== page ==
The famous — or infamous as the case may be — Stanford marching band has been disbanded through spring 2017.
In a letter to band managers, Greg Boardman, vice provost for student affairs, lauded the "irrepressible, exuberant style" of the often controversial, but always entertaining marching band. Since the 1960s, it has been a symbol of joy and pride for university students and alumni, entrenching itself as a "beloved component of Stanford culture," he said.
However, Boardman said he was "saddened and disappointed" by the band's "unacceptable behavior."
But this is not the band's first time facing the music.
It was found to have violated policies about hazing, sexual harassment, alcohol, and controlled substances, and prohibited from performing at away games —including the 119th Big Game against UC Berkeley — during the 2015-16 season.
But on Dec. 1, an Organization Conduct Board determined that the Leland Stanford Junior University Marching Band had not done enough to resolve its problems.
The five-member panel reviewed files pertaining to four separate investigations into the band's alleged violation of Stanford's alcohol policy, student conduct guidelines, and an alcohol suspension and travel ban that were imposed in May 2015.
The board was in unanimous agreement that the band had violated its alcohol probation as well as the university's alcohol policy during recent events involving Stanford's unofficial mascot, the Tree. The board also frowned upon the group breaching its travel ban by dipping into band funds for a trip to Lake Tahoe, according to Boardman.
“Each of these violations is concerning,” Boardman wrote in his scathing letter. "In the aggregate, they show what we feel is a pattern of disregard for university policy and administrative directives.”
As of Friday, all band activities have been suspended through the end of spring quarter 2017, and members are forbidden from performing on- and off-campus.
The band will also no longer remain a student-run group. From next year, its governance will be shuffled such that a professional music director is at its helm, Boardman said.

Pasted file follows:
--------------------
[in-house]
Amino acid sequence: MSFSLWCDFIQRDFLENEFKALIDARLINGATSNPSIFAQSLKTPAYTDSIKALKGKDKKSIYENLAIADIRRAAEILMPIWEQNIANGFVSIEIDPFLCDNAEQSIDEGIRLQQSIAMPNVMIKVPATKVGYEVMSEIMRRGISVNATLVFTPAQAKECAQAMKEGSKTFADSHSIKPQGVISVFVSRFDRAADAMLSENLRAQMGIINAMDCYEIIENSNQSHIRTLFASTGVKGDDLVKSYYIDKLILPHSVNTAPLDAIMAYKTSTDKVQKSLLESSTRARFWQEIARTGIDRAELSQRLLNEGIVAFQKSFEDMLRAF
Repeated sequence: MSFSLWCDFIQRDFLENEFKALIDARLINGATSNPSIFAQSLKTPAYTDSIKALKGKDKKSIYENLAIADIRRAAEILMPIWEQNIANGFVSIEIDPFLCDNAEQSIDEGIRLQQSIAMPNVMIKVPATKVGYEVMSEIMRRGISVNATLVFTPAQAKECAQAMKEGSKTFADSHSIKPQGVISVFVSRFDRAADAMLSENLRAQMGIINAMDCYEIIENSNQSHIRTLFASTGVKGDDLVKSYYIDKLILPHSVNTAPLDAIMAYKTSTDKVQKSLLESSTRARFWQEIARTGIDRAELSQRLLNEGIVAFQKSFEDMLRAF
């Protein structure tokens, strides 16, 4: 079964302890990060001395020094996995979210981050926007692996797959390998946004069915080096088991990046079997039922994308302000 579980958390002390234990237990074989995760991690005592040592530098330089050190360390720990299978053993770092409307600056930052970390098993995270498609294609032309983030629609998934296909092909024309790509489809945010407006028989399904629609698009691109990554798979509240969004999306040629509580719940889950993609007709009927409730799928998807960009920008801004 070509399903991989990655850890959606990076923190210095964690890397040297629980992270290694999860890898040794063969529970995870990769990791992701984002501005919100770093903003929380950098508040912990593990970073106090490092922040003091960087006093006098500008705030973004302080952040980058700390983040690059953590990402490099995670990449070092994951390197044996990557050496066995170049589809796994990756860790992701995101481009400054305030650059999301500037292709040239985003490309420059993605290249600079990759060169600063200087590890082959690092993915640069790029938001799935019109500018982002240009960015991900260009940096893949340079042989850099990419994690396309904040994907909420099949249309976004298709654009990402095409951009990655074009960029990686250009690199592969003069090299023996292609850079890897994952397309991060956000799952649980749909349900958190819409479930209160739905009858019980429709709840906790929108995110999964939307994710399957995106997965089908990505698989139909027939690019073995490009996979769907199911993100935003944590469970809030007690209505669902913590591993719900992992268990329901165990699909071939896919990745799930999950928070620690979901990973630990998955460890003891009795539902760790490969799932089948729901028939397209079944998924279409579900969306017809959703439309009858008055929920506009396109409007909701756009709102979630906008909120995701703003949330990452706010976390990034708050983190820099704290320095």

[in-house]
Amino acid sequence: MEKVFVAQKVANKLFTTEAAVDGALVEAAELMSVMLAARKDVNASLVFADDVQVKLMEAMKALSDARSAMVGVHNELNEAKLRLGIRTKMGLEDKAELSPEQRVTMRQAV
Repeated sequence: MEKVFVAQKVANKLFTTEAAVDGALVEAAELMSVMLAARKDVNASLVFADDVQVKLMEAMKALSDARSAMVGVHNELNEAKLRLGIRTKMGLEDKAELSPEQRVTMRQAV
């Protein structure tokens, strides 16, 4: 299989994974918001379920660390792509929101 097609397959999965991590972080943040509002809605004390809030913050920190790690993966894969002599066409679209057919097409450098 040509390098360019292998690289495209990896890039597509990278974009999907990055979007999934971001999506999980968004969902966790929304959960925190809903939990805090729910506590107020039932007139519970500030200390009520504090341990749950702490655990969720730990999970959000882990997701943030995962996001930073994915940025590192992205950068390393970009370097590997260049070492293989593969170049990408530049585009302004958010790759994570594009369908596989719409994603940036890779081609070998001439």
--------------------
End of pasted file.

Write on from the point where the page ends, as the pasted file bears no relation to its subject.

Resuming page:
Boardman described the band's ongoing behavior as "incredibly troubling and indicative of a systemic cultural problem." That's why the panel was in favor of "extreme sanctions" and suggested the "immediate and total cessation of band and its activities through the end of academic year 2017-18," he wrote.
Such measures are only imposed when "it is clear that all other previous measures have been ineffective," Boardman said.
However, he admitted to worrying that the board's recommendation could be a mortal blow for the marching band.
"Indeed, it is likely that the Band would be unable to recover and reconstitute itself following such a long hiatus," Boardman wrote. "This would effectively punish not only members of the band who engaged in the misbehavior, but new and future band members, band alumni, and most regrettably, the Stanford community at large."
Toward that end, Boardman altered the sentence handed down to the marching band with the hope that it is able to retain its "essential features," but only after "addressing a total lack of accountability and responsibility.”
If band members choose to ignore the suspension, however, Boardman said they could be individually disciplined.
Band members have until Jan. 23, 2017 to petition the sanctions.
"I understand that this has been a difficult process for all parties involved, but I hope you will see this as an opportunity for a collaborative solution that reflects the highest values and traditions of the university," Boardman concluded.